The Who’s Tommy – REVIEW

June 3, 2009 at 10:17 pm Leave a comment

Asheville Arts Center was reviewed by a local resident for their recent offering:  “The Who’s Tommy.”  This is particularly exciting for me, your blog writer, because I played the title role!  It’s a great review.  Read on.

The Who’s Tommy – Diana Wortham Theatre | Asheville, NC | May 14-17, 2009


If anyone was doubting Rock Eblen’s ability to effectively produce, direct, and act in a Broadway style musical using only local talent, they should have seen his latest effort at Diana Wortham Theatre May 14-17. A wise collaboration with The Asheville Arts Center put Eblen at the helm for this ambitious project despite the lean economy and stiff competition with other local theaters. On opening night audience members were practically jumping out of their seats when the cast came out for curtain call.

Last year, Eblen pulled off JC SUPERSTAR in the same venue, although one writer in this blog seemed bent on attacking him for taking on the role of Jesus. The guy likes to act and he’s damn good at it…so what if he also produces and directs at the same time? A true artist doesn’t heed people who say “You can’t do that!” So if one chooses to be so bold, he better know theater, and he better know how to cast good local talent who will do it for no pay. This is community theater we’re talking about…yet I overheard tourists in the audience who thought TOMMY was a professional production. That’s how good it was.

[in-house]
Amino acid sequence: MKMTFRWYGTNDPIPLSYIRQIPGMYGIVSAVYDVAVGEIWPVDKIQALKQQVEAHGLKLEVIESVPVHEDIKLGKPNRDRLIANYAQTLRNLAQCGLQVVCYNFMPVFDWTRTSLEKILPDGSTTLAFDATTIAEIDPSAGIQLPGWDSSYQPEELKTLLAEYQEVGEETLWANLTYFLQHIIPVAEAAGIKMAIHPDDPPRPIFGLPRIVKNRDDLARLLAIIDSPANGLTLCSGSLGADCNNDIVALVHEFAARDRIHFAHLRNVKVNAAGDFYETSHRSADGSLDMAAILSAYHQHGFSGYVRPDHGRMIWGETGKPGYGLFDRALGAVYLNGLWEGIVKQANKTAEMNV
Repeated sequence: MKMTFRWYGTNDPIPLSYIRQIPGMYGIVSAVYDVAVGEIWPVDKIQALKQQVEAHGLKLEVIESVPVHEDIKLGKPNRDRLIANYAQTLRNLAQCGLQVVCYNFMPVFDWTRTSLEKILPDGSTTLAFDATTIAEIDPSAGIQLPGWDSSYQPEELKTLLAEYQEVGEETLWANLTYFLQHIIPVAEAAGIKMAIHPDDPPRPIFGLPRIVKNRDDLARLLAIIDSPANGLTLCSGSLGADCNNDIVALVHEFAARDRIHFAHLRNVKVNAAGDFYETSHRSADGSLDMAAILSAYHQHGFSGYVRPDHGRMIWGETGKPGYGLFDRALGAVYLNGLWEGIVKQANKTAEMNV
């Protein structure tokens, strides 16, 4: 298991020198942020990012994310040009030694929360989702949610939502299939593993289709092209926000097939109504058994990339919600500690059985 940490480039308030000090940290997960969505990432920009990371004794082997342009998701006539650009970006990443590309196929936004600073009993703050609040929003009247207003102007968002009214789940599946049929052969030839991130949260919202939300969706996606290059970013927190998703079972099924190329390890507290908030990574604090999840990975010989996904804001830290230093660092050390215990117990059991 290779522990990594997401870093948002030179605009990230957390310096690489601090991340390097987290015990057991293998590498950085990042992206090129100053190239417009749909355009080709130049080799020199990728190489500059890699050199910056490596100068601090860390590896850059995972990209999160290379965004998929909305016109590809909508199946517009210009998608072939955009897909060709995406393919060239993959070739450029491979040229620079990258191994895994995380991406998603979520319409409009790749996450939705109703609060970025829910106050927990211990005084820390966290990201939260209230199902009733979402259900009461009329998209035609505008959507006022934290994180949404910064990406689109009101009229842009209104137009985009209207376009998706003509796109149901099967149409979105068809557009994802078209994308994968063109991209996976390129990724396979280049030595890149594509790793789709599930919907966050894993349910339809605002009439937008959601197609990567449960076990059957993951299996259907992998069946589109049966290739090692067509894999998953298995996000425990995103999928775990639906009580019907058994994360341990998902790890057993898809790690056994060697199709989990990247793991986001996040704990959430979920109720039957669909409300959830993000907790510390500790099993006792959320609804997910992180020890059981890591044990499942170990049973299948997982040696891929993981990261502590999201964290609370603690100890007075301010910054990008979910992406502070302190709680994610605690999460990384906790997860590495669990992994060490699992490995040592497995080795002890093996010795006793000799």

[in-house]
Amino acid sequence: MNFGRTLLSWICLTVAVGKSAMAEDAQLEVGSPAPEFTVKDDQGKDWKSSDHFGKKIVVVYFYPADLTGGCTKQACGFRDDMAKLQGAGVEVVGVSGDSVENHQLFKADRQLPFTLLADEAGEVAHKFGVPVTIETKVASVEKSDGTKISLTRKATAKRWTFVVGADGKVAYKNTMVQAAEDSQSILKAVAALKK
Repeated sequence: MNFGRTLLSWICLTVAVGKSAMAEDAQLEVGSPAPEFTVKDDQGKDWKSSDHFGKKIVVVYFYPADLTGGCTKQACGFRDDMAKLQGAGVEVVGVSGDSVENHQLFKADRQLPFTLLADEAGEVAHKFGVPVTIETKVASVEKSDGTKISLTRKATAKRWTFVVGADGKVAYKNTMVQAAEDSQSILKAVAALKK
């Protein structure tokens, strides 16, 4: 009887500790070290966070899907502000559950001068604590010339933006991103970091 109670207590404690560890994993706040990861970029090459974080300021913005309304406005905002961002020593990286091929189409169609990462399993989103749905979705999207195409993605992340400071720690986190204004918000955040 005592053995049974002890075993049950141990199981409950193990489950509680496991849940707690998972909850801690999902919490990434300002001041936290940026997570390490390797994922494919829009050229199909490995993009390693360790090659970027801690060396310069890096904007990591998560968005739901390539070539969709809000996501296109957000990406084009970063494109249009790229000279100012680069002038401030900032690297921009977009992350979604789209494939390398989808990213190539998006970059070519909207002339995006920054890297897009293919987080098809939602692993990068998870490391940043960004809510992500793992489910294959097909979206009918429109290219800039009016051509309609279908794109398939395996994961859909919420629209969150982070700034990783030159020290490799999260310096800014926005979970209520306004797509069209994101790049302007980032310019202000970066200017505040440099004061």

Of course it wasn’t flawless. There were some problems with body mics cutting out, and a few missed light cues. The band sound levels had to be adjusted, but once the musicians got rockin’, every head, even the grey heads, started bobbin’ to Pete Townshend’s classic rock score. Chuck Taft is a gifted musical director, able to handle anything from The Who’s wild stuff to Lerner and Loewe. The music was pretty much non-stop with small bits of dialogue to elucidate Tommy’s journey. Excellent choreography came from Mary Katherine Smith, and Susan Sertain of The Costume Shoppe put together delightful period costumes ranging from the 40’s to the 60’s.

Another fascinating aspect of this production was the staging. Eblen had the actors zipping stylish sets in and out while scenes magically blended into each other. He designed two of the set pieces from scratch, one being a flashy pinball machine Tommy could actually ride on, and the other a giant yellow slanted “T” (toppled Tommy) which took on various disguises to become by turn a Union Jack court, a purple pulpit, and even a bright red gypsy chariot.

Talk about gypsys, Margaret Evans was belting like Tina when she took little Tommy and the audience for a ear-bending ride with the Acid Queen.

Young Gabriel Gibson was perfect as the deaf, dumb, and blind kid who made many eyes moist that evening. Payton Turpin was major comic relief with his Uncle Ernie’s Holiday Camp song on a giant tricycle. Newcomer Brad Pearsall was hot in black leather as he strutted and crooned the role of bully Cousin Kevin. Nicely polished duets came from Kelli Mullinix (Mrs.Walker) with Rod Leigh (Lover and The Hawker) and a new song added to the show by Townshend which she sang with Eblen as Captain Walker. The all important role of Narrator/Tommy was caked with charisma by Michael Wilson whose voice can melt your bones.

This was a terrific fundraiser for Eblen Charities and proves Bioflyer Productions is here to stay. So if you missed it, you missed it. But I dare you to find anybody WHO did see it WHO didn’t love THE WHO’S TOMMY.

Here’s the link to the story and the Asheville Performing Arts Reviews blog:


Entry filed under: Asheville Performing Arts Academy.

OPEN HOUSE – Ballet/ Dance Kindermusik voted BEST PARENT/CHILD Program and BEST MUSIC Program!!!

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